Sometimes you just have to make the choices for the greater good and know there is no such thing as “having it all.” Well, you can have it all – but not at the same time.

            You’d think we’d have evolved beyond judging each other for making necessary and sometimes gut wrenching choices.

      2. Nonprofiter

        And how is that “taking advantage” of a policy? Are you taking advantage of a policy that you get an hour for lunch by going to lunch for an hour? Sexist, indeed.

        1. Jamie

          Unfortunately, there are some managers who do consider those who take a lunch every day for the allotted time to be “taking advantage.”

          They need to knock it off.

        2. fposte

          That’s also not necessarily a pejorative phrase–it can mean simply beneficial usage (I’m taking advantage of the holiday quiet time to clean my office. Ha!).

    2. Steve

      Regarding the first anonymous posting, I think you are making a mistake here and conflating some specific legal terms.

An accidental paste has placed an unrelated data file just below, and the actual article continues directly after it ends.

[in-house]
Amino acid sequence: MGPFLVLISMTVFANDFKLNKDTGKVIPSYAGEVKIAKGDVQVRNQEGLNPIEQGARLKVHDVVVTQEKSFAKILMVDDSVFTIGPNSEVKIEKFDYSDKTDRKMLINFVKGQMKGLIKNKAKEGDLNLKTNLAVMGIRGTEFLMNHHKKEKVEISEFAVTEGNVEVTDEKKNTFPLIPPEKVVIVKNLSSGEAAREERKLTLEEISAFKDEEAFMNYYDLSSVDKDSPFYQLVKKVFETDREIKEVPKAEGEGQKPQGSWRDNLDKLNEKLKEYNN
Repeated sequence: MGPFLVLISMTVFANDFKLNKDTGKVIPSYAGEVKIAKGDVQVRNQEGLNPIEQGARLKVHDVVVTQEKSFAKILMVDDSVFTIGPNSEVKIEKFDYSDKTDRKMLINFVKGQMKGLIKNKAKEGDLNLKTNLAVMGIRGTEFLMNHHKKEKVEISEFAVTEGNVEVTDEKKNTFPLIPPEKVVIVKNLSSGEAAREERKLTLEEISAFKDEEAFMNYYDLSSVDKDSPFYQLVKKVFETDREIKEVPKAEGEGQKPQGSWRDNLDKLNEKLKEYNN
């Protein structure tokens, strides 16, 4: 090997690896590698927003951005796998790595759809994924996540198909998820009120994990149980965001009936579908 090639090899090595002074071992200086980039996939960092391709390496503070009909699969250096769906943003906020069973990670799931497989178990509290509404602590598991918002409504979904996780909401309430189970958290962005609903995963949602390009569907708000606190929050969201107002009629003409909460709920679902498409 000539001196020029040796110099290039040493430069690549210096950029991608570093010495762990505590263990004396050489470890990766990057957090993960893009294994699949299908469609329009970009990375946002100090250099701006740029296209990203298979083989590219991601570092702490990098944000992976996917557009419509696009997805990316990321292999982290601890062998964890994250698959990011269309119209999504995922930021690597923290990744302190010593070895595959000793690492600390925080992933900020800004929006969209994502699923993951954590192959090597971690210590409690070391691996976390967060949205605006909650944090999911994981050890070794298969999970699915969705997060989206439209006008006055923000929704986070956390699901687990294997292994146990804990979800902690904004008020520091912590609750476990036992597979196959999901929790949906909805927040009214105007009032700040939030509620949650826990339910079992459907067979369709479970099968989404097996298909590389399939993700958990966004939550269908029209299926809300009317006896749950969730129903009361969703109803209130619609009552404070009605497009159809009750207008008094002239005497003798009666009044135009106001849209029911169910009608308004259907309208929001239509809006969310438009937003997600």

The OP is not a member of a protected class any more than anyone else is. “Gender” is however a federally protected class but most people have gender. I have no objection with your characterizing the treatment the OP received as “alienating” and causing “discomfort” however those terms are not part of the definition of legal harassment. Calling it harassment (which does have a specific legal definition) when it is not present is harmful to everyone including the person making the claim.

      It seems to me that we have an organization with a male oriented culture and people who are genuinely clueless to the point of being offensive regarding the legitimate choices people make in the workforce. The best way to educate them is to demonstrate that their stereotypes are narrow and outmoded. Lecturing to them or attempting to call in the organizational structure to do so will only be counterproductive.